ACO February Research



We know that if we have enough motivation to behave in productive, goal-oriented and valued behaviors, we can act in accordance with our values. Then why don’t we?  Researchers want to know what the “subtle motivational forces” are that cause us to avoid our self-defined attractive outcomes. They want to know why it is that we fail to take actions that are important to our well-being.

We coaches value evidence! The authors of the article below challenged motivation-only explanations of behavior. They designed a meticulous evidence-based multi-part study that proved that if we are not paying attention, we don’t have the opportunity to think about what’s important to us, and it’s not on our radar to motivate ourselves.


The Role of Attention in Motivated Behavior: Gaurav Suri and James J. Gross, Stanford University, Journal of Experimental Psychology: General 2015, Vol. 144, No. 4, 864-872

There are several types of attention. This study focuses on “orienting” attention, a “top down” or pre-frontal cortex process. The decision to choose a healthy snack – or not – requires orienting attention to do what we value.  The stimuli at choice points (the “prompts” that help us to do what we want to do) need our orienting attention to be prioritized and visualized in order to help us to meet our valued aspirations.


What increases motived behavior? Orienting attention is necessary to motivate our behavior. Well, that seems obvious, but here’s evidence coming from studies of increased attention in real world choices.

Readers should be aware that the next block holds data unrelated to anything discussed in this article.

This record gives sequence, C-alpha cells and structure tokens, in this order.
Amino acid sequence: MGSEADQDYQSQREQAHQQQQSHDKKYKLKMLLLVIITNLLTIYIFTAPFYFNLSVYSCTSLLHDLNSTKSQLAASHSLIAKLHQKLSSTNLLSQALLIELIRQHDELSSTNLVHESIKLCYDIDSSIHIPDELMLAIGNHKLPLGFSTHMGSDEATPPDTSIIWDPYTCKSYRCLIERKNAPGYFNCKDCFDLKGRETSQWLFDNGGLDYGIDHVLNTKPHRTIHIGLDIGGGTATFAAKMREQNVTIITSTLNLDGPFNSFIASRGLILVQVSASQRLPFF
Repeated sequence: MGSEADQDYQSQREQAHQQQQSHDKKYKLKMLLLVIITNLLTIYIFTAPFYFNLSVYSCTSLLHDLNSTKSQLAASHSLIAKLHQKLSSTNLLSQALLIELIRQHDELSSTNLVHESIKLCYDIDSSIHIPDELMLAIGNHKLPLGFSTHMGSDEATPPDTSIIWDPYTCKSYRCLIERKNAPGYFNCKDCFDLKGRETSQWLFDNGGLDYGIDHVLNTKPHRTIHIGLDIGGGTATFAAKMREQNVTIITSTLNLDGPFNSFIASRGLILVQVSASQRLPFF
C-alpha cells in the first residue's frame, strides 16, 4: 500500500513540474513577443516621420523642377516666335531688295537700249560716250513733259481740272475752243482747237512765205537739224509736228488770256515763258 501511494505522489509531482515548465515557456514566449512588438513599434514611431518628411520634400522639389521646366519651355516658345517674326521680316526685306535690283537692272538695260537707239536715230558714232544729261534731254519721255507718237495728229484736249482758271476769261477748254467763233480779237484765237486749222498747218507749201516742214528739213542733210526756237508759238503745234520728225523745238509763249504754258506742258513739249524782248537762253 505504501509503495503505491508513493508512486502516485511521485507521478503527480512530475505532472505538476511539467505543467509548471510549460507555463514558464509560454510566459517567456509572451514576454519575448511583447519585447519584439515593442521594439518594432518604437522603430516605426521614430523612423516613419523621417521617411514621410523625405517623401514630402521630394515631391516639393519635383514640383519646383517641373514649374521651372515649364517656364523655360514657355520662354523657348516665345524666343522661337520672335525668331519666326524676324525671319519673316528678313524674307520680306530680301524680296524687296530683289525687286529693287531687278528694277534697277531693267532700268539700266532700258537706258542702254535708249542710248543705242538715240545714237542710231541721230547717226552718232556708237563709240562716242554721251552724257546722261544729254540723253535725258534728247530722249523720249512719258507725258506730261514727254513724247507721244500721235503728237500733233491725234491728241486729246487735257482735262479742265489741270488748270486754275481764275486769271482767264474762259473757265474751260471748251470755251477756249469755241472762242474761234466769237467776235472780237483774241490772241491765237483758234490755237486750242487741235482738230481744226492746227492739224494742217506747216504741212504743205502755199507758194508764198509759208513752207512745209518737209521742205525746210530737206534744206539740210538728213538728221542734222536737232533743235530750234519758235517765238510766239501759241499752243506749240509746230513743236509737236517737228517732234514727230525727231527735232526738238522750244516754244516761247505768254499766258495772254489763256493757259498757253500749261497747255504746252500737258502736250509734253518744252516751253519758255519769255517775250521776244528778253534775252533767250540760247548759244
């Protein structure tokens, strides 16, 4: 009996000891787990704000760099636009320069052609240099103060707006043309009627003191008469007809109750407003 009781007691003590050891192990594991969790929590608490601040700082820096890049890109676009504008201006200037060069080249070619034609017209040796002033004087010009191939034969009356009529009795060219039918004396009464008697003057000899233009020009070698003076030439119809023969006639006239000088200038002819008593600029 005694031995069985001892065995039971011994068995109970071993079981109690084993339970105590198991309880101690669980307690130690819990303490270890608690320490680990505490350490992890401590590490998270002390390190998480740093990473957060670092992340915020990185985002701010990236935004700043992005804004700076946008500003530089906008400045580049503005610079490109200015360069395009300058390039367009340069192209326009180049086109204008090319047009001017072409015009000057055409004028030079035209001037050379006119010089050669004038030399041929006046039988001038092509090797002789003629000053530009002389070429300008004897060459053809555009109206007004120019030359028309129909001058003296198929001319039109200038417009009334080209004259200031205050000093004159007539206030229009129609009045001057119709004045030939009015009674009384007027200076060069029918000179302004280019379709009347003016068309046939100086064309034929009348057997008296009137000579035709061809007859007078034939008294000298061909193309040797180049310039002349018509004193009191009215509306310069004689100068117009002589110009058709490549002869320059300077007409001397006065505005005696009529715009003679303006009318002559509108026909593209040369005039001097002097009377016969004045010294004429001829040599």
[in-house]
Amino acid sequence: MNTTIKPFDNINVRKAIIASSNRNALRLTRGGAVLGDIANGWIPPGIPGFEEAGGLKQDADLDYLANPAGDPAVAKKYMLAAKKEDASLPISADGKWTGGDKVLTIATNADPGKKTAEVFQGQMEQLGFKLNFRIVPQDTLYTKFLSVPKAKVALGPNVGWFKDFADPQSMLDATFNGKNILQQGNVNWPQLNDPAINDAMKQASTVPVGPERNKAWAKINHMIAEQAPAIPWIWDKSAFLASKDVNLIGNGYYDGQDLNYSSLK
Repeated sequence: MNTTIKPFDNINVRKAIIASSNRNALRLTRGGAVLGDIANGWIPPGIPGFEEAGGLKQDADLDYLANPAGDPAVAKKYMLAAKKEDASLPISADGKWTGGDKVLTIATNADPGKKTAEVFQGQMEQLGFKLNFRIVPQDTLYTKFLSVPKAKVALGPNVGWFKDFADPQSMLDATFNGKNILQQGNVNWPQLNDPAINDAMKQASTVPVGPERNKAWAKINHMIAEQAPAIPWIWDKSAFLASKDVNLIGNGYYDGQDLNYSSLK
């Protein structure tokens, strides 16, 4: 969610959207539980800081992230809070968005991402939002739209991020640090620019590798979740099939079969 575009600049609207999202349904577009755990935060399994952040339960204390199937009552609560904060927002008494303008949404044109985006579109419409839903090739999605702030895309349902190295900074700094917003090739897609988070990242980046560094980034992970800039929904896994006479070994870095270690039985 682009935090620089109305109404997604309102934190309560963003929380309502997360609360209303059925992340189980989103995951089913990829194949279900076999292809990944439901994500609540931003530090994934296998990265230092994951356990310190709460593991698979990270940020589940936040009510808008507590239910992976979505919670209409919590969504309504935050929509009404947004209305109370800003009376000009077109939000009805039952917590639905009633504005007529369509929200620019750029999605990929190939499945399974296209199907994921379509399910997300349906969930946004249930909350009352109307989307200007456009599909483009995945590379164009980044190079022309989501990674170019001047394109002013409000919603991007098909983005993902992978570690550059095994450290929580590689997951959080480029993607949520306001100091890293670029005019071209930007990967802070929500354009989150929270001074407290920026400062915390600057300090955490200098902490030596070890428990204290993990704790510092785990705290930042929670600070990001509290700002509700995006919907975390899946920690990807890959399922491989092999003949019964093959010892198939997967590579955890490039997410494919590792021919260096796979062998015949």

Signs that said “Apples” (not “Sweet Apples,” which would draw attention to the value/benefits of apples) were placed in company cafeterias with several hundred employees. The next study posted signs that read “Stairs?” and “Stairs or Escalator?” in a busy commuter train station. Neither sign referred to the benefits of stair climbing, but 89% of respondents reported that the “sign attracted attention.” The signs in both studies oriented attention, which translated into motivated behavior. Apple sales and stair-climbing increased.


The study bridges the connection between theories of motivation and theories of decision making. Orienting attention facilitates motivated behavior. Increasing prompts of attention leads to increased levels of motivated behavior. Prompts that remind people of the benefits of their values might be irrelevant.


We coach our clients to create awareness of what they VALUE or how they want to be. We coach to discover actions that support their well-being by enabling the creation of strategies to direct attention at choice points – at points of performance.

In The Important Role of Executive Functioning and Self-Regulation in ADHD© an article written on Executive Functions by Russell Barkley, Ph.D., he states: The point of performance is that place and time in the natural setting of the person’s life where they are failing to use what they know – they are failing to engage effectively in EF (self-regulation).

Attention-based strategies could be simple and inexpensive. Examples given in the study were a medicine bottle that beeped varying tones, and attention-grabbing reminders from a cell phone. Other ideas might be to post signs at points of performance, or reminders worn on the wrist to orient attention and provide the opportunity to pay attention to our values and in this way motivate our actions.


daledavison_photographDale Davison MSp.Ed, PCC, BCC
ACO Research Committee.